for his pianissimo da capo of ‘Dalla sua pace’ which was truly
There were strong performances too from Adam Plachetka (Masetto), a dark
voiced bass-baritone of stature, and Marco Spotti, who was a commanding
The female leads were all making house or role debuts. Wearing a
Havisham-esque gown, Katarina Karnéus was an overly melodramatic Elvira; with
little help from the director, her perfectly plausible anger lacked focus, and
often lapsed into deranged ranting and raving. Moreover, why is she borne in in
a sedan chair? She is surely savagely incensed, rather than self-composed and
sedate? Despite this, Karnéus did convincingly convey Elvira’s unpredictable
mood swings: she has gloss and clarity at the top, but lacks weight and
richness in lower range. And she didn’t quite have sufficient stamina, tiring
in ‘Mi tradi’.
As Donna Anna, Hibla Gerzmava’s hard-edged tone was a good match for her
‘hard-to-get’ stance with Ottavio, but won her character little sympathy.
Irini Kyriakidou was a mature, knowing Zerlina but, while mostly secure, she
lacked variety of tone.
Zambello’s banquet scene is a mixture of the banal and the blood-curdling.
There is no statue — although, puzzlingly, the chorus stand stock-still, like
frozen figurines, when Don Giovanni invites his ghostly guest to dinner.
Instead of an imposing effigy we have an enormous swinging, pointing finger -
the hand of God, we suppose, or else that of the Commendatore himself, mocking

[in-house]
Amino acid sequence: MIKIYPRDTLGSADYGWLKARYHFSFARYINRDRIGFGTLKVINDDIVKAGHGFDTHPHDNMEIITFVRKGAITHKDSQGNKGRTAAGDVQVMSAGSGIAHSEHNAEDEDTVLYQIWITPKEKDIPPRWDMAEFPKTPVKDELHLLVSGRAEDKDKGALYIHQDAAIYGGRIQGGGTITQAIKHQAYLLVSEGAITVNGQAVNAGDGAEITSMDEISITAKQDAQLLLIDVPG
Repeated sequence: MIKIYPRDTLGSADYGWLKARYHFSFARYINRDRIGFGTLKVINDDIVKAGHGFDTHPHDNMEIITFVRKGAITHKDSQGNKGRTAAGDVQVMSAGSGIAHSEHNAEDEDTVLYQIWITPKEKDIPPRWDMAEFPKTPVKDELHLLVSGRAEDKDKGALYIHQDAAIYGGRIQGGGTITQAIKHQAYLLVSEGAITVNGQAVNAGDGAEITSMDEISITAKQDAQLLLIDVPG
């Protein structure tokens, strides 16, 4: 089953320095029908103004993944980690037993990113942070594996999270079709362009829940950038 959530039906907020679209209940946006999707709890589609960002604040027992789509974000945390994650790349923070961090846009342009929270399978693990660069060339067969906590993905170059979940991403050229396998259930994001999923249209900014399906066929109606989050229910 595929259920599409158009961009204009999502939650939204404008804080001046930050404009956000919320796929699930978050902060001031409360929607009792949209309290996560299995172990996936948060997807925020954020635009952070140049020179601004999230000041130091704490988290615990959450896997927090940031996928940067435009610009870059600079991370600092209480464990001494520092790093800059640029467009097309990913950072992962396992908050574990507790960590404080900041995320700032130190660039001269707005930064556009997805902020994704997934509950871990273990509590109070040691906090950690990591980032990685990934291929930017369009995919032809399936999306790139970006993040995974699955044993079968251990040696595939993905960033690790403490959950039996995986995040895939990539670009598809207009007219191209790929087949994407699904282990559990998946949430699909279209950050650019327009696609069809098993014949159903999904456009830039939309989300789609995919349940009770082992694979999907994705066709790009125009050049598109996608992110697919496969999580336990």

the beguiling invitation of the Don’s seductive serenade.
Scene from Don Giovanni
While there were dazzling pyrotechnics on stage, there was disappointingly
little fervour in the pit, despite the breakneck pace of the overture which
promised so much. Constantinos Carydis, conducting from memory, let the
momentum droop and drag, at times unsettling his soloists (even Finley, who
surprisingly anticipated the start of ‘La ci darem’) and wrong-footing his
chorus, who tripped and stumbled through the Act 1 finale. Carydis clearly
possesses a detailed knowledge of the score but there was simply not enough
attention to the overall ensemble, which was sacrificed for momentary nuances.
The recitatives were enlivened by some witty continuo playing from Mark
Packwood, and the ‘Girl-bands’ and other musicians at the Don’s wedding
feast — playing from memory — provided impressive entertainment.
Ultimately, whatever the flaws of conception, design and performance,
Finley’s masterful performance ensured a satisfying evening was had.